Conrad v. Action Products

Defended educational toy manufacturer against right of publicity claims by former Apollo astronauts to enjoin use of their names and likenesses. (1999)

Gold v. Gold Realty

Successfully represented minority shareholders seeking to involuntarily dissolve three closely held, family-owned corporations holding real estate and other assets worth $70 million to $100 million. Representation included a three-month trial and proceedings in the Court of Appeal and briefing in the California Supreme Court. SC 028708 (L.A. Cnty. (Cal.) Super. Ct. 1999)

Holliday v. Cable News Network (CNN)

Defended CNN against copyright infringement and breach of contract lawsuit brought by the videographer of the infamous home video depicting Rodney King's beating by Los Angeles police; obtained summary judgment dismissing claim. (1994) Read more

Frank Schaffer Publications, Inc. v. The Lyons Group Partnerships, LP

Successfully defended Barney (the purple and green dinosaur) in a suit to enjoin the distribution of videotapes containing 30 Barney & Friends episodes with a retail value over $400 million. Plaintiff sought the injunction based upon the use of plaintiff's copyrighted posters as set dressing on the walls of the Barney classroom set. 15 NO. 10 Ent. L. Rep. 9. (C.D. Cal. 1993)

Professional Real Estate Investors v. Columbia Pictures Industries, Inc.

Co-counsel for Columbia Pictures, obtaining and successfully defending on appeal a summary judgment ruling that Columbia’s unsuccessful but objectively meritorious copyright infringement lawsuit (brought with other studios against a potential competitor) was protected by the Noerr-Pennington doctrine and therefore did not violate the antitrust laws. 508 U.S. 49 (1993); Columbia Pictures v. Professional Real Estate, 944 F.2d 1525 (9th Cir. 1991)

Buffalo Broadcasting v. American Society of Composers, Authors and Publishers (ASCAP)*

Represented a class of over 700 independent TV stations in an antitrust class action challenging ASCAP's and BMI's blanket TV music public performance license. 546 F. Supp. 274 (S.D.N.Y. 1982)

International Service Agencies v. O'Shea *

State regulations for charitable deductions from state employees' salaries by client the United Way of New York were void. 104 Misc.2d 1071 (1981)

United States v. Columbia Pictures Industries, Inc.*

Pay TV joint venture among client Columbia Pictures, and Fox, Paramount and Getty Oil enjoined for antitrust violations. 507 F. Supp. 412 (S.D.N.Y. 1980)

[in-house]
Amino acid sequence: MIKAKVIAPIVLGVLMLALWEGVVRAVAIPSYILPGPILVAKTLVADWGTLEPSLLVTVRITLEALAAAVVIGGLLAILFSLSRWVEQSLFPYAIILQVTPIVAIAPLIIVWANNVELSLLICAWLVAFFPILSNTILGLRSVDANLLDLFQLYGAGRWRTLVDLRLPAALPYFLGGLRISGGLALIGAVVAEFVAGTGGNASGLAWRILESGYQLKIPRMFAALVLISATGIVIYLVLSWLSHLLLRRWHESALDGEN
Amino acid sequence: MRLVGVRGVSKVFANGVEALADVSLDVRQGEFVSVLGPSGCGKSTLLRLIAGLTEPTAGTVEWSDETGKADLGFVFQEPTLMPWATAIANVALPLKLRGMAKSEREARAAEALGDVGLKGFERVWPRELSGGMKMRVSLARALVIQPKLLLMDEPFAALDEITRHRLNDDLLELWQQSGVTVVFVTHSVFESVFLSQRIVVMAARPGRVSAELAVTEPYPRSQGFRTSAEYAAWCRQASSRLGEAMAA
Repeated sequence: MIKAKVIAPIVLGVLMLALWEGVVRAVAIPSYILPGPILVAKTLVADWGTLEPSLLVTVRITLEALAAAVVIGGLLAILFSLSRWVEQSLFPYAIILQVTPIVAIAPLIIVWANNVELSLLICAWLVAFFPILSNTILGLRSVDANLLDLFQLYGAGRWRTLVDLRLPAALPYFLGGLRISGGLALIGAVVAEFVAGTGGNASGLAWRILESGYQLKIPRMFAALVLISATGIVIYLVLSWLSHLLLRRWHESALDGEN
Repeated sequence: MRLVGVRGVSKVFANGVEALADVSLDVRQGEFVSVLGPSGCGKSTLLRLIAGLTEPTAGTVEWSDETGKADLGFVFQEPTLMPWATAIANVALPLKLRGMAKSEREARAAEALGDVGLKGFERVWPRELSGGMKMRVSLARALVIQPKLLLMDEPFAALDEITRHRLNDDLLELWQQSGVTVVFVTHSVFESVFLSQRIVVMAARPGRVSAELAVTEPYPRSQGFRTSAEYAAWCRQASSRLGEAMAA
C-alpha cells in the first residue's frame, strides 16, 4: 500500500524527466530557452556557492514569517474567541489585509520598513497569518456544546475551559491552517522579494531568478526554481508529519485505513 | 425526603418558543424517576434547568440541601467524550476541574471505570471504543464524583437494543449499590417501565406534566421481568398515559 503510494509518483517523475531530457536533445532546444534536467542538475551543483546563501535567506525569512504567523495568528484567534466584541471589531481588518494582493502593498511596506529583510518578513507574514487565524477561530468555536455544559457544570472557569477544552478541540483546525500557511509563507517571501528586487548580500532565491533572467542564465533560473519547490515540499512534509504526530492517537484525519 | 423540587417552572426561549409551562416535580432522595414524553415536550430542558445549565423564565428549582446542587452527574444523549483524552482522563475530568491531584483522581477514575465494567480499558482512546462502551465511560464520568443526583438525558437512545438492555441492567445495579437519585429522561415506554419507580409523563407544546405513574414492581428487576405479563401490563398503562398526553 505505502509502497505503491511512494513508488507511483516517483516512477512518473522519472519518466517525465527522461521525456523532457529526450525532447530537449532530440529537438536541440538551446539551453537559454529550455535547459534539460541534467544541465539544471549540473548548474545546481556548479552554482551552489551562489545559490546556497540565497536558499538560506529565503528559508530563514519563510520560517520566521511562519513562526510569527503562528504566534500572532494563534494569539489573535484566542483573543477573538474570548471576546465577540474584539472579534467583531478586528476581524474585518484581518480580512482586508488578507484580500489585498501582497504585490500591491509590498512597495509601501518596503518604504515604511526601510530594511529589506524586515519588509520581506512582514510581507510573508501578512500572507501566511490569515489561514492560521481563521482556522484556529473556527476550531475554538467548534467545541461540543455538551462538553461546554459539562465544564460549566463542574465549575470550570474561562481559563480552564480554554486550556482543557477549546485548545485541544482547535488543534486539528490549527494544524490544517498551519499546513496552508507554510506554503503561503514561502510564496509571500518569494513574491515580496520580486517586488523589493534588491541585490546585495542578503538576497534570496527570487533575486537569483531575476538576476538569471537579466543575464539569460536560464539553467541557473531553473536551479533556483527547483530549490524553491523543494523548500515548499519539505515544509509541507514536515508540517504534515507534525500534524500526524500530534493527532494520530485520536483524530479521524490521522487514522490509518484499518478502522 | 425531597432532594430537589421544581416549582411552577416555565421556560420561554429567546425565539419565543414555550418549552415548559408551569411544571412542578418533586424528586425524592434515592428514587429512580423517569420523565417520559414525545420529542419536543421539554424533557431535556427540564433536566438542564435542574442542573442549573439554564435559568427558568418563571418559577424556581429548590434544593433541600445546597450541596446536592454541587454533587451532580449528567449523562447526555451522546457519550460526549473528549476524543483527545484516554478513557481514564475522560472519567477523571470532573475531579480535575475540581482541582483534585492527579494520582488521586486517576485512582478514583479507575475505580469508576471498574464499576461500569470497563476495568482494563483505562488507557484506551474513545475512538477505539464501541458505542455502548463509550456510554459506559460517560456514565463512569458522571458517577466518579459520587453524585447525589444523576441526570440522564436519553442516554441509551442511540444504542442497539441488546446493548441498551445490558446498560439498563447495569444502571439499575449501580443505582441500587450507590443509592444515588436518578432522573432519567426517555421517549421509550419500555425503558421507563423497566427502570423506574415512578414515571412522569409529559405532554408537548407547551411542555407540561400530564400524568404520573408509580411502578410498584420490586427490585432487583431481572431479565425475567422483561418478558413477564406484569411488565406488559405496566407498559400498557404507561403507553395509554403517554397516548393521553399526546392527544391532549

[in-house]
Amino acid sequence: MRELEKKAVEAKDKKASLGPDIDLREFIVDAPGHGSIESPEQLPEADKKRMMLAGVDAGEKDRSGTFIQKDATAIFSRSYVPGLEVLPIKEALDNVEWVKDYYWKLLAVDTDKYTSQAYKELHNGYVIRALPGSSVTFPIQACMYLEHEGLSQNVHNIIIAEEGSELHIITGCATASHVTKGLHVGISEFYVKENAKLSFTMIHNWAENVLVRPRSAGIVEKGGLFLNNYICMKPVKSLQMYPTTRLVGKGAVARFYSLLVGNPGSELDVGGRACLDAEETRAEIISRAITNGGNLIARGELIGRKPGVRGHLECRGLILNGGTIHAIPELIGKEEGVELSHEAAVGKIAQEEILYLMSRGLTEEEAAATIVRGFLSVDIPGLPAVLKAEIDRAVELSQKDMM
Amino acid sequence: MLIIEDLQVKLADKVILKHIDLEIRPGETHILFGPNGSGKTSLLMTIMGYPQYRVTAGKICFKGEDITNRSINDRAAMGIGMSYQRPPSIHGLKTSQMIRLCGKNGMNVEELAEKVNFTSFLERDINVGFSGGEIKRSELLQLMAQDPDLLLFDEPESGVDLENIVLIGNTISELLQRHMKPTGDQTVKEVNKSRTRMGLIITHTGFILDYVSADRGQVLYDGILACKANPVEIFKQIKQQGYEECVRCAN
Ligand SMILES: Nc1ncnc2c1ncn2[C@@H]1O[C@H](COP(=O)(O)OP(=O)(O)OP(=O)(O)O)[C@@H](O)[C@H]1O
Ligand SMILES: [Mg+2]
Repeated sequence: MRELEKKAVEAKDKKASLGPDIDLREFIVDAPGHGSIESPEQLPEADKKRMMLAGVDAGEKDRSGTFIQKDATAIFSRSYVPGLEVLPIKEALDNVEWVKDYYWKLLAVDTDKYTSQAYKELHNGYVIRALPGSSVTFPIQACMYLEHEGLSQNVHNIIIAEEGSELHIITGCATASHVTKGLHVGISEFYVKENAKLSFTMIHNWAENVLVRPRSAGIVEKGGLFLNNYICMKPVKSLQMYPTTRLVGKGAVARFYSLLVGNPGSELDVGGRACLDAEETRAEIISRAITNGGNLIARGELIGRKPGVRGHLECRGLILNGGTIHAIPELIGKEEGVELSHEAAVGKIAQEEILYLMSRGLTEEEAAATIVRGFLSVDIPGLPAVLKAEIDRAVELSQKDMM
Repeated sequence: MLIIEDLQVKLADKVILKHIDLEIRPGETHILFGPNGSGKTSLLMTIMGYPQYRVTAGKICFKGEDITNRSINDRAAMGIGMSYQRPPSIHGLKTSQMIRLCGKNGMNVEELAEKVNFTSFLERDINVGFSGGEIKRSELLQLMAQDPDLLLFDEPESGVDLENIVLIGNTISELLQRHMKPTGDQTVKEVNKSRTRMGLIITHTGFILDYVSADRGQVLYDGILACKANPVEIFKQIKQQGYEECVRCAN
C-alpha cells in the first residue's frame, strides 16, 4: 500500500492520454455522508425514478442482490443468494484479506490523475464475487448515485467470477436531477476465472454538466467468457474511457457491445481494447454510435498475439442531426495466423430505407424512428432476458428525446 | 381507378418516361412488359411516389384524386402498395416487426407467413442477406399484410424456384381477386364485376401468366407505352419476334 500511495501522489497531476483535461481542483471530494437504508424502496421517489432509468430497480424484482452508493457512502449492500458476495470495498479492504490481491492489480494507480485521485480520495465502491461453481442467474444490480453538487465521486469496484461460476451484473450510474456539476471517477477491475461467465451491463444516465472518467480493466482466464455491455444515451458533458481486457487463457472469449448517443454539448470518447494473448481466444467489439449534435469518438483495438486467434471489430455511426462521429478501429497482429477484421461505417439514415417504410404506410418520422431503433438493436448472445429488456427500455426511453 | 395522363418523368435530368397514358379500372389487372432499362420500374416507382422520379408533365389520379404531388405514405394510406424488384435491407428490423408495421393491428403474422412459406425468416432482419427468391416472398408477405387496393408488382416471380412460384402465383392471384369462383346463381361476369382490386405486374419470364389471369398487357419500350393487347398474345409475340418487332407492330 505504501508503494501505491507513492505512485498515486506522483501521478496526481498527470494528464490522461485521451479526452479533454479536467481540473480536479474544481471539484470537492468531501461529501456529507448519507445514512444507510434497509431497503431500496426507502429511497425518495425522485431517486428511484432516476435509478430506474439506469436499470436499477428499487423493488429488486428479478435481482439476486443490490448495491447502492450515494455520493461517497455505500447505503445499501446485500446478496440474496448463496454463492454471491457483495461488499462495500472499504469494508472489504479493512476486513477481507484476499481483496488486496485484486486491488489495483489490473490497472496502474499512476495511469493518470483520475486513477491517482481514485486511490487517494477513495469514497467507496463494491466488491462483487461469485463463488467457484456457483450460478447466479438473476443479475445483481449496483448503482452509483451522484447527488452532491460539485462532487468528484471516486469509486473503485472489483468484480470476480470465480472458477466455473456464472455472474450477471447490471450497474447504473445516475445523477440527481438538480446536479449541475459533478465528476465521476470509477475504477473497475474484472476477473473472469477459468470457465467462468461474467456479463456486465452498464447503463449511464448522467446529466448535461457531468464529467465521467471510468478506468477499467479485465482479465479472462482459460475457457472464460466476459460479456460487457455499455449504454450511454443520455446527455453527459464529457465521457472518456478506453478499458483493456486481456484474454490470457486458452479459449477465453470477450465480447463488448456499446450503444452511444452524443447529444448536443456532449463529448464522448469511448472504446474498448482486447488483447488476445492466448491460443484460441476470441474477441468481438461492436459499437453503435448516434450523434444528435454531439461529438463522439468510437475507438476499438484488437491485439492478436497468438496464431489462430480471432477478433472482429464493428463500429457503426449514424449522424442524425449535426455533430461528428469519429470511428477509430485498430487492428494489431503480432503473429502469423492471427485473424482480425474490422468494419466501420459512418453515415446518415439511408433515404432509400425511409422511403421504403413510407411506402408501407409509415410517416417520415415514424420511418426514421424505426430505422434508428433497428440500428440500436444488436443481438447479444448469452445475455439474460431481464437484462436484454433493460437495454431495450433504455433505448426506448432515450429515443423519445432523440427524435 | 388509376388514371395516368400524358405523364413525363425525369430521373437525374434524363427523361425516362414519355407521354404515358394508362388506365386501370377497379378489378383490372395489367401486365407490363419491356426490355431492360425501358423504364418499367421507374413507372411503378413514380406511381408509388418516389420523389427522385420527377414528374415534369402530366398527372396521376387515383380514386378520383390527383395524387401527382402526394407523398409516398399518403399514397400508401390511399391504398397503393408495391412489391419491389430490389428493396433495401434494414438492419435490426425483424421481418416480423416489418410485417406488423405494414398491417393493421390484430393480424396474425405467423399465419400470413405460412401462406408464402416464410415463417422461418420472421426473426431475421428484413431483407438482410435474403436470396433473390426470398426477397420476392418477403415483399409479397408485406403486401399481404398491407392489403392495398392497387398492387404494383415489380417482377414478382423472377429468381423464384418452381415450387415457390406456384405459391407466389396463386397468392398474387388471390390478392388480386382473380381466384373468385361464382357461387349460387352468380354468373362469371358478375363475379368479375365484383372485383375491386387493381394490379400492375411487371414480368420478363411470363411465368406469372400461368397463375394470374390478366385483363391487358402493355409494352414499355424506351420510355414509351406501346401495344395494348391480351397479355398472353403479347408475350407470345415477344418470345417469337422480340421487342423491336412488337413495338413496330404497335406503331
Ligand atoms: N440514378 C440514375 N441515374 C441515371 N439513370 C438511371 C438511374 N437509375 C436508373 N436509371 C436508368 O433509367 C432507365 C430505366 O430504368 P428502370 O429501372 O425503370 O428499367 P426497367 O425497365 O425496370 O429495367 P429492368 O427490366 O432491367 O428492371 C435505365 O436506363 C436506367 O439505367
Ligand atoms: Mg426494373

Cine Forty-Second Street Theatre Corp. v. Allied Artists Pictures Corp.*

Obtained dismissal for discovery abuses of an antitrust suit brought by a motion picture theatre owner against five major and two non-major studios. 602 F.2d 1062 (2d Cir. 1979)

Allegaert v. Perot*

Representation of Ross Perot and affiliated parties in connection with Perot’s $70 million investment in the 1970s in the now-defunct Wall Street firm DuPont, Glore Forgan:

  • 466 F. Supp. 516 (SDNY 1978) (no setoff of pre-bankruptcy claims against bankruptcy trustee);
  • 78 F.R.D. 427 (SDNY 1978) (securities fraud complaint allegations sufficient);
  • 548 F.2d 432 (2d Cir.1977); cert. denied, 432 U.S. 910 (1977) (bankruptcy trustee not bound by pre-bankruptcy arbitration agreement);
  • 565 F.2d 246 (2d Cir.1977); 434 F. Supp. 790 (SDNY 1977) (Perot’s attorneys not disqualified despite prior related representation of plaintiff).

ABKCO Industries, Inc. v. Apple Films, Inc.*

Profit participations from Beatles' film 'Let It Be' establish quasi in rem jurisdiction in New York. 39 N.Y. 2d 670 (1976)
* Denotes experience completed at a prior firm

Additional Qualifications

  • Partner, Sheppard, Mullin, Richter & Hampton, Los Angeles
  • Senior Vice President/Deputy General Counsel, Legal Affairs, Columbia Pictures, New York, N.Y., and Los Angeles
  • Associate, Weil Gotshal & Manges, New York, N.Y 

Professional Recognition

  • Named one of the "Best Lawyers in America" in Entertainment Law by Best Lawyers, 2007-present
  • Selected to "Southern California Super Lawyers" in Intellectual Property Litigation, Entertainment & Sports and Antitrust Litigation, Thomson Reuters, 2004-2011